Big money coming for rural broadband

More than a hundred economic development professionals, elected officials, internet service providers and interested parties from across North Carolina’s seven westernmost counties met March 21 in Franklin to acquaint themselves with the ways in which unprecedented amounts of state and federal broadband monies will be used to close the digital divide in rural Appalachia.

Jackson sets aside ARPA funds for internet service

“There is a definite and negative impact to lack of broadband in our community.”

Haywood reboots economic development arm

Unaffordable housing, a lack of broadband infrastructure, a staggeringly low unemployment rate and a relatively high number of job openings have changed the economic development landscape in Haywood County to the point that its chief economic development arm, the Haywood Economic Development Council, must also change.

Broadband a vital factor in Jackson’s growth

Broadband will be an important part of any and all future growth in Jackson County. Now, reliable Wi-Fi is free for all in a large portion of downtown Sylva.  

Milestone moment for broadband in Haywood

A public-private partnership between Haywood County and local internet service provider Skyrunner will soon result in broadband service for more than 300 locations in some of the county’s most underserved areas. 

Cawthorn tries to succeed where state broadband bills failed

The Coronavirus Pandemic has lain bare the massive digital divide between those with reliable high-speed internet access and those without, and a number of efforts by western legislators have attempted to address the issue over the past few years.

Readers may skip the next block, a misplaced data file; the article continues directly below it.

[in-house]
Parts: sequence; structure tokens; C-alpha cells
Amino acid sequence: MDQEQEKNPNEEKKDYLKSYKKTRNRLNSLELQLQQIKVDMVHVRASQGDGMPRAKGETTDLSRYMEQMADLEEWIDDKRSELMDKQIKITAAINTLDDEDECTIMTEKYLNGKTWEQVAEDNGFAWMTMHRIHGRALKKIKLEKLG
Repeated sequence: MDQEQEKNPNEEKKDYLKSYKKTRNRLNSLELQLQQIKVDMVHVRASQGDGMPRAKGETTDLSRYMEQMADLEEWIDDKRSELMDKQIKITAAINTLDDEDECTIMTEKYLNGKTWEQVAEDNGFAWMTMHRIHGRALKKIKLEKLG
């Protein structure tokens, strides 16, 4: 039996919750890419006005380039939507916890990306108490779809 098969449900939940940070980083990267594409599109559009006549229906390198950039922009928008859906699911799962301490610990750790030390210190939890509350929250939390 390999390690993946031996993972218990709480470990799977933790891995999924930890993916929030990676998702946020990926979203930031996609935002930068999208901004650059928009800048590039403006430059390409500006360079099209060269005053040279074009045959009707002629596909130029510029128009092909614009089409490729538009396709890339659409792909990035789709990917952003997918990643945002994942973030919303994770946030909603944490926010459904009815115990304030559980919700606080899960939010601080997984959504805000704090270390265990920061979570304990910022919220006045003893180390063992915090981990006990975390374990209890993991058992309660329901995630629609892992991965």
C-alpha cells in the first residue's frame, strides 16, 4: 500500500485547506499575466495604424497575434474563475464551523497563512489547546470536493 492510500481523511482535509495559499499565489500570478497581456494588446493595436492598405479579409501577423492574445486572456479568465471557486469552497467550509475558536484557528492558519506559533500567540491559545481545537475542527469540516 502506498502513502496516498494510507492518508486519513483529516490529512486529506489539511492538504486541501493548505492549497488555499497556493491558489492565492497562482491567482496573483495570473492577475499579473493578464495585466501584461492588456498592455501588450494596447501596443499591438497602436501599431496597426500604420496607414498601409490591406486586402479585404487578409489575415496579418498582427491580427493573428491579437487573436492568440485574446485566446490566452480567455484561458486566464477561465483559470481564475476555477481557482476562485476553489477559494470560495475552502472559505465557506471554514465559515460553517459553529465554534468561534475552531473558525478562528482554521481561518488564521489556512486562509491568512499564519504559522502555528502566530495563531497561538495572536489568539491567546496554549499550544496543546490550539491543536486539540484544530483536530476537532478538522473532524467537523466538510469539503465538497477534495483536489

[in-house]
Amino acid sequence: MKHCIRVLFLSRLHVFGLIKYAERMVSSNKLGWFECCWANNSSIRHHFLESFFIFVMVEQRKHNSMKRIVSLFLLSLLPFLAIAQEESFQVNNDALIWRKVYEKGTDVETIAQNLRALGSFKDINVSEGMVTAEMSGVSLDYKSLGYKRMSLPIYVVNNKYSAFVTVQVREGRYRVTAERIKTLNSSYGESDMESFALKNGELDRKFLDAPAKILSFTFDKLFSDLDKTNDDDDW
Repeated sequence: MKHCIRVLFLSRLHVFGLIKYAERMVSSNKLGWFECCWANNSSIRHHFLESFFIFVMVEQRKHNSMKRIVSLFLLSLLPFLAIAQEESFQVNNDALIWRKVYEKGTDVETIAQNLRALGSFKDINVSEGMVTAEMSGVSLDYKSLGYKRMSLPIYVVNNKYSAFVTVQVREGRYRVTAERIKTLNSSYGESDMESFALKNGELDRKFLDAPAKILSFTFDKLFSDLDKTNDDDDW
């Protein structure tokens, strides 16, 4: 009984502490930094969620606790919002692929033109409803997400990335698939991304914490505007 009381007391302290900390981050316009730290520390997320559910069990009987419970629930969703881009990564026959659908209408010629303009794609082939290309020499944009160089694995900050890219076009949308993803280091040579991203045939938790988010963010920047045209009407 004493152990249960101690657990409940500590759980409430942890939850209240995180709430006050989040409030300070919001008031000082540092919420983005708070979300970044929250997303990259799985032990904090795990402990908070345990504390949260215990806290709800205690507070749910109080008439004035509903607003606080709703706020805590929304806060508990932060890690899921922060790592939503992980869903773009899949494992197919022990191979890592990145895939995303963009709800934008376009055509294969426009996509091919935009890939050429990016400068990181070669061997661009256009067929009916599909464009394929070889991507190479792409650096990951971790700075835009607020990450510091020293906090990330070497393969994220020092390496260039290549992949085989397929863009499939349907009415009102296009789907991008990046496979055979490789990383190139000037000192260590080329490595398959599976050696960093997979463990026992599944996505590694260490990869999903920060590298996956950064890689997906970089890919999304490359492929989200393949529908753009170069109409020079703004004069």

Bit by bit, major investments bring broadband to the mountains

After years of pecking away at Western North Carolina’s broadband problem at the state level, a large-scale federal investment in rural broadband access could bring a game-changing impact for schools, businesses and entrepreneurs across the country, state and region.

Local government-run broadband a bad idea

By Patrick Gleason • Guest Columnist | In times like these, with public resources scarce and taxpayer dollars facing tremendous strain, it’s imperative for state and local officials to focus on core functions of government, of which competing with the likes of Verizon, Comcast, and AT&T is definitely not one. Yet Franklin Mayor Bob Scott penned a guest column in the Asheville Citizen-Times recently arguing for just that, urging the North Carolina General Assembly to permit “local government to compete with big-boy providers” for internet access.  Whether Mayor Scott’s advice can become a reality now depends on the two Jan. 5 U.S. Senate runoff elections taking place in Georgia. 

School board, community work to garner internet access

At a July 30 special called meeting, Dr. Trevor Putnam presented the Haywood County School Board with a contract in conjunction with Green County Schools and the North Carolina Rural Center to provide 243 hotspots for students and staff without internet access. The service will be provided free for 12 months. 

School surveys reveal lack of internet connectivity

As schools shut down during the pandemic, students were sent home and instructed to tune in online. Chromebooks were loaned out, and teachers began the process of getting material for the rest of the school year online. But for many students, there was still the problem of reliable internet. 

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